1. Emotional Intelligence

Self-awareness and self-regulation are critical skills. If you have not done any work (or it’s been a minute) on assessing your social and emotional intelligence competencies and evaluating where you are at and what you need to work on, then this is the place to start. We have developed our own influencing model built around the emotional intelligence competencies we think are essential. If you want to know more about this, we would love to talk you through it. Your emotional intelligence is your superpower and without it, your ability to influence will be challenged.

2. Knowledge

Being knowledgeable is essential. Now let me be clear, this is not about being an expert – there are plenty of people who are preachy “experts” and think they are smarter than they really are – I mean the opposite. Be knowledgeable and smart but to inform yourself, not others. Essentially, you are trying to be the opposite of the preachy “expert”.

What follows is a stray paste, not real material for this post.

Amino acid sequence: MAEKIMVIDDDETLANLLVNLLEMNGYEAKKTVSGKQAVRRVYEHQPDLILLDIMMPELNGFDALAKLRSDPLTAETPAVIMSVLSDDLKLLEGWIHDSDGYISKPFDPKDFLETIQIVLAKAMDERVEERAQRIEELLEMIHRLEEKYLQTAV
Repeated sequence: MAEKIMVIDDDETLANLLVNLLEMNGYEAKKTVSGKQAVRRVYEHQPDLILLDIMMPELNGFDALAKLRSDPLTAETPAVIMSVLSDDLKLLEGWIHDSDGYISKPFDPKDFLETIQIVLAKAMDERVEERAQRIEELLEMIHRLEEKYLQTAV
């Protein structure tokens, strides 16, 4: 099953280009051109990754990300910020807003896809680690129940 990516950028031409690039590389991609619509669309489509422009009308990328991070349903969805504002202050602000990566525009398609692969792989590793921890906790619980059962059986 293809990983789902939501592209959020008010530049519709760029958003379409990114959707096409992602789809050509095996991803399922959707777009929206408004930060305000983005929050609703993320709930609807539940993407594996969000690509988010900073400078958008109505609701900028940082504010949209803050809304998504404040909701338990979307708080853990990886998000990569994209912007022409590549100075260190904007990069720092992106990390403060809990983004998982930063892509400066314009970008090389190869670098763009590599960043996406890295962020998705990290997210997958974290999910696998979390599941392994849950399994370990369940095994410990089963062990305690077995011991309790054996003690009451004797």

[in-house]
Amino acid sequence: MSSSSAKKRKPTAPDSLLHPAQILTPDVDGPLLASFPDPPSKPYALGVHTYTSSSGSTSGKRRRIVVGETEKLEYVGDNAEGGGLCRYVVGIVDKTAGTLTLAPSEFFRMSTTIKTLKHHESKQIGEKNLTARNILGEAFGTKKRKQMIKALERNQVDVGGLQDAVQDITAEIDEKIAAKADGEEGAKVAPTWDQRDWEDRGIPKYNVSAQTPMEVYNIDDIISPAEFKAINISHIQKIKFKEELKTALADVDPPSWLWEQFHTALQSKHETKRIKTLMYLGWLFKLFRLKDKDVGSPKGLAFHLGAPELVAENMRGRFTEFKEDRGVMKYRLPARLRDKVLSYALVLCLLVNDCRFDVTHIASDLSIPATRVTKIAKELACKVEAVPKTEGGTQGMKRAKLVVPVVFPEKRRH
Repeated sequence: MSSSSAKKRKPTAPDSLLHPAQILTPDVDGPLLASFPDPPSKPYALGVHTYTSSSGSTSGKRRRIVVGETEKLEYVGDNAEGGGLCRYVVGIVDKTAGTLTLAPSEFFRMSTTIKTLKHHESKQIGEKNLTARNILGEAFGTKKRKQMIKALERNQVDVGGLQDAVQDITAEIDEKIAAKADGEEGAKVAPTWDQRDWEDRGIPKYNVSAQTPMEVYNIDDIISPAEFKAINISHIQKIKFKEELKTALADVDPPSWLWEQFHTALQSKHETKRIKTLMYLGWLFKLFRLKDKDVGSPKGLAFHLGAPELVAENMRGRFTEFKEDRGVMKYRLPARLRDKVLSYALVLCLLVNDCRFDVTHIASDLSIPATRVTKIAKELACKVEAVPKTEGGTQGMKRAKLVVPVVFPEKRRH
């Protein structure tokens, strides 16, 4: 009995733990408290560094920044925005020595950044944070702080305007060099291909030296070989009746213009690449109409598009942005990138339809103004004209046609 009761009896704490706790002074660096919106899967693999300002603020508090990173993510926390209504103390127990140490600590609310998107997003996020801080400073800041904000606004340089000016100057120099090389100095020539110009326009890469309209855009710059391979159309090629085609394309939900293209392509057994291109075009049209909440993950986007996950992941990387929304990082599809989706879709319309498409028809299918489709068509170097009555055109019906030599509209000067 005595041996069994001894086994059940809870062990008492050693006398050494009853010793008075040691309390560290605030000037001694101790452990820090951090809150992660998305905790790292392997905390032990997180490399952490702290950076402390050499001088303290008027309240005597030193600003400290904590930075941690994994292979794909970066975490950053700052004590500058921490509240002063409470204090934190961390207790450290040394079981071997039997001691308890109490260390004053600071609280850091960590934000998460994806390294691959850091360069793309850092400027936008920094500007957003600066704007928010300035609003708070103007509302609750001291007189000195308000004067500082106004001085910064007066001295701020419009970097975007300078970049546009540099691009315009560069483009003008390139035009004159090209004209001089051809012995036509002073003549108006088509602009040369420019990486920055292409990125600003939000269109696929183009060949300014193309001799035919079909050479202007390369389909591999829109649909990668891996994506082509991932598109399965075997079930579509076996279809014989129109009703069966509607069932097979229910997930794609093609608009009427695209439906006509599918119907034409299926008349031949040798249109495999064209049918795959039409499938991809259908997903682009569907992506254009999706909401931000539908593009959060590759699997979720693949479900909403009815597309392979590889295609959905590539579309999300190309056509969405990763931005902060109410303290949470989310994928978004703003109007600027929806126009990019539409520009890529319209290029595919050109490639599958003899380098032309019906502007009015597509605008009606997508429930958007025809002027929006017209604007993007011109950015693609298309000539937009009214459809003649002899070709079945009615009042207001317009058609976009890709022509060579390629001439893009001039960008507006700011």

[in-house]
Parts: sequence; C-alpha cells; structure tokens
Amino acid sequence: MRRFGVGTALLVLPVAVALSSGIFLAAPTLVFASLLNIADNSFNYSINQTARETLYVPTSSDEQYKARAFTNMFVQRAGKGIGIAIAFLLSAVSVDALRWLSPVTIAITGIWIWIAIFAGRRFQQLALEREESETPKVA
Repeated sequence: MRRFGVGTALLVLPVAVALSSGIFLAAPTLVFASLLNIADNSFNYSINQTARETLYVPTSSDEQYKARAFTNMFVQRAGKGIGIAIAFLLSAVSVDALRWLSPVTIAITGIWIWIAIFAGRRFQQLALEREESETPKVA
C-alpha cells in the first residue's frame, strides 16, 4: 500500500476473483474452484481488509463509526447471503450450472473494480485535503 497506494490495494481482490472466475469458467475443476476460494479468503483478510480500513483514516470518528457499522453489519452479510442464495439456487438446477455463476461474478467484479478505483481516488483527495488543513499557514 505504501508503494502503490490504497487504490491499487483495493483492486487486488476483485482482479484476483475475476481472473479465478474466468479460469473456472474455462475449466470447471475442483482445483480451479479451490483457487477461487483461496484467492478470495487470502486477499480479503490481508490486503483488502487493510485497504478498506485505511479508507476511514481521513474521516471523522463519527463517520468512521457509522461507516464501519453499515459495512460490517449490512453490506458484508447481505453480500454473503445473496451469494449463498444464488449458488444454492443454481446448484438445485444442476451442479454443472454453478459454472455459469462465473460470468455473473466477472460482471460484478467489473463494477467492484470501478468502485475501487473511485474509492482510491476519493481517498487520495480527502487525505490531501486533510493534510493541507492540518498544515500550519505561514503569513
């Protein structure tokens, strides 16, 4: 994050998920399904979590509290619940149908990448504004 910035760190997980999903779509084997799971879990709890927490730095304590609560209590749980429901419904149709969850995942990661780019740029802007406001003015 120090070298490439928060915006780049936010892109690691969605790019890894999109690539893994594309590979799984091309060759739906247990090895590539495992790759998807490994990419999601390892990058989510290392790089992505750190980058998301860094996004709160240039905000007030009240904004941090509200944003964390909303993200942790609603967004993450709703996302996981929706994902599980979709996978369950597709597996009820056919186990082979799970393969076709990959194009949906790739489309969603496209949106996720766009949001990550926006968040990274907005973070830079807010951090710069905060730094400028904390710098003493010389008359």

What you need is a good general knowledge about the business in general, your business, the industry, the way it makes money, the external environmental factors that impact, such as competition or regulation, the facts and the data. If you are trying to influence anything from a base of limited knowledge it will get you nowhere fast. As will trying to fake it until you make it. You need to do your research, understand the operating environment and understand the challenges. You should also have given deep thought to the “ifs” and the “buts” and have contingencies – what do you predict to be the barriers that everyone sees and how do you navigate that with your knowledge base? If you are an HR practitioner trying to influence the agenda about a specific topic, you need to know more than just your area of expertise. You must take a commercial approach. Knowledge brings credibility.

“Curiosity is key to persuasive influence. Have an enquiring mind and an unquenchable thirst for knowledge”.

3. Curiosity